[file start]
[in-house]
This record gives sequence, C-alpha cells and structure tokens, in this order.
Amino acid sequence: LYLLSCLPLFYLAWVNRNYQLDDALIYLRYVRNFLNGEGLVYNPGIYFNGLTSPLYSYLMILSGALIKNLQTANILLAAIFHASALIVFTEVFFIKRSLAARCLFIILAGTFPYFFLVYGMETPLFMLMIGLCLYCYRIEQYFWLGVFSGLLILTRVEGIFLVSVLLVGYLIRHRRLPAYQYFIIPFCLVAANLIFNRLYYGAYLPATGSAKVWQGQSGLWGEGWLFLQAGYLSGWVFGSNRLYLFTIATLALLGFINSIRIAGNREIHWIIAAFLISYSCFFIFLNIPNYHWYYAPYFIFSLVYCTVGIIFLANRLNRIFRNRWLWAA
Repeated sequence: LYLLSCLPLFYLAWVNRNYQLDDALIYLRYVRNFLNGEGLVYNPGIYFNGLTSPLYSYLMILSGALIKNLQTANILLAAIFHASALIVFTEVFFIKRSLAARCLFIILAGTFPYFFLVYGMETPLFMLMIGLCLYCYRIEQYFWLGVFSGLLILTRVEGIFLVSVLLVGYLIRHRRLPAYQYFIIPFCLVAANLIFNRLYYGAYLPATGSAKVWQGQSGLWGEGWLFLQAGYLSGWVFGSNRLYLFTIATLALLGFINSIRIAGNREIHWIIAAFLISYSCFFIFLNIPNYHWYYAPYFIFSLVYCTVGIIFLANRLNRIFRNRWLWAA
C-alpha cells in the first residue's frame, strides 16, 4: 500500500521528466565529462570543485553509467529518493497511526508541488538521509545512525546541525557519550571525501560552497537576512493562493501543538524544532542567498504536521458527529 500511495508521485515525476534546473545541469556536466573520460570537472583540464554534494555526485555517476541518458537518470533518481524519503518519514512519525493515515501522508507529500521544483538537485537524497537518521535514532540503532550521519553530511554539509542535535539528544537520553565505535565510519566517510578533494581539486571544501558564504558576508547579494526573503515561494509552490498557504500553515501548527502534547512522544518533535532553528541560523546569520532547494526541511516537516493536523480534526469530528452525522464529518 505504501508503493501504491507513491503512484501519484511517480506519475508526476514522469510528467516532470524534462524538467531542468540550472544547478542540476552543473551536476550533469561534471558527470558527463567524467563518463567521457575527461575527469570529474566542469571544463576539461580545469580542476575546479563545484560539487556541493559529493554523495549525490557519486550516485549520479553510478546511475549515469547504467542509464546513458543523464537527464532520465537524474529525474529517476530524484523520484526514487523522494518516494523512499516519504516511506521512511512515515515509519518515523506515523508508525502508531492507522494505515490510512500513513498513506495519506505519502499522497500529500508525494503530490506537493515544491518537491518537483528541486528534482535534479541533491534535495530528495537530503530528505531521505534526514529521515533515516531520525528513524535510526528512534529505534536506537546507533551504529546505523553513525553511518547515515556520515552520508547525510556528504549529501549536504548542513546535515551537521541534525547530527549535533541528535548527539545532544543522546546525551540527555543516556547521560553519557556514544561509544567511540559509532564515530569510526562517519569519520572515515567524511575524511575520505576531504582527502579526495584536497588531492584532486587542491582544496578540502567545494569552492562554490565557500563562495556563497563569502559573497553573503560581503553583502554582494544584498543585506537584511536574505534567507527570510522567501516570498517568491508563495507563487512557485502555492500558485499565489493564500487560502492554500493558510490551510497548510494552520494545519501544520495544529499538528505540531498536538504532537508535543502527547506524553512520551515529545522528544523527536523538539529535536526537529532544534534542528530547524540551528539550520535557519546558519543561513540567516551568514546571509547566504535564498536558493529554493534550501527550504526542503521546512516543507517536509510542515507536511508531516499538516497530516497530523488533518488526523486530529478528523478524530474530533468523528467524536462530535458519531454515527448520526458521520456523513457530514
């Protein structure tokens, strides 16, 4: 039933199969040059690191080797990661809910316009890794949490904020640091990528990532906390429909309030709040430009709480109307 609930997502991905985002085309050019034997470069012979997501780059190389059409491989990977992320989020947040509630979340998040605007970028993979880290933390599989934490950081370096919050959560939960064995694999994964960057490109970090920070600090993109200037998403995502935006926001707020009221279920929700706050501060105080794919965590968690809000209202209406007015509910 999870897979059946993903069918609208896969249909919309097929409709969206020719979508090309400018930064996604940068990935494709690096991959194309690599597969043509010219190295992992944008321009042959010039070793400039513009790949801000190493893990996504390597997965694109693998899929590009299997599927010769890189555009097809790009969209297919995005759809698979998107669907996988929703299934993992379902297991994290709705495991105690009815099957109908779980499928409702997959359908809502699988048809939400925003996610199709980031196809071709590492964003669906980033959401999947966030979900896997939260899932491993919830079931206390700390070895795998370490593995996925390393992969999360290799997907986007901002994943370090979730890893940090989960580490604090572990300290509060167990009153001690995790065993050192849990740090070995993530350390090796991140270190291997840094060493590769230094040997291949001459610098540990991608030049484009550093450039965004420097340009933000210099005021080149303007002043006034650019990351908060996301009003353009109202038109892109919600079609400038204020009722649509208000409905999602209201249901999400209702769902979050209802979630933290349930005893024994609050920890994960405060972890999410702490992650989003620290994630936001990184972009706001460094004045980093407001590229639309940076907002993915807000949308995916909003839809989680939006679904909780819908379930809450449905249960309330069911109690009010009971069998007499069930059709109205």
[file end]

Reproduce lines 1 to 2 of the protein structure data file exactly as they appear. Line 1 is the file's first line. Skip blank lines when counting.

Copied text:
[in-house]
This record gives sequence, C-alpha cells and structure tokens, in this order.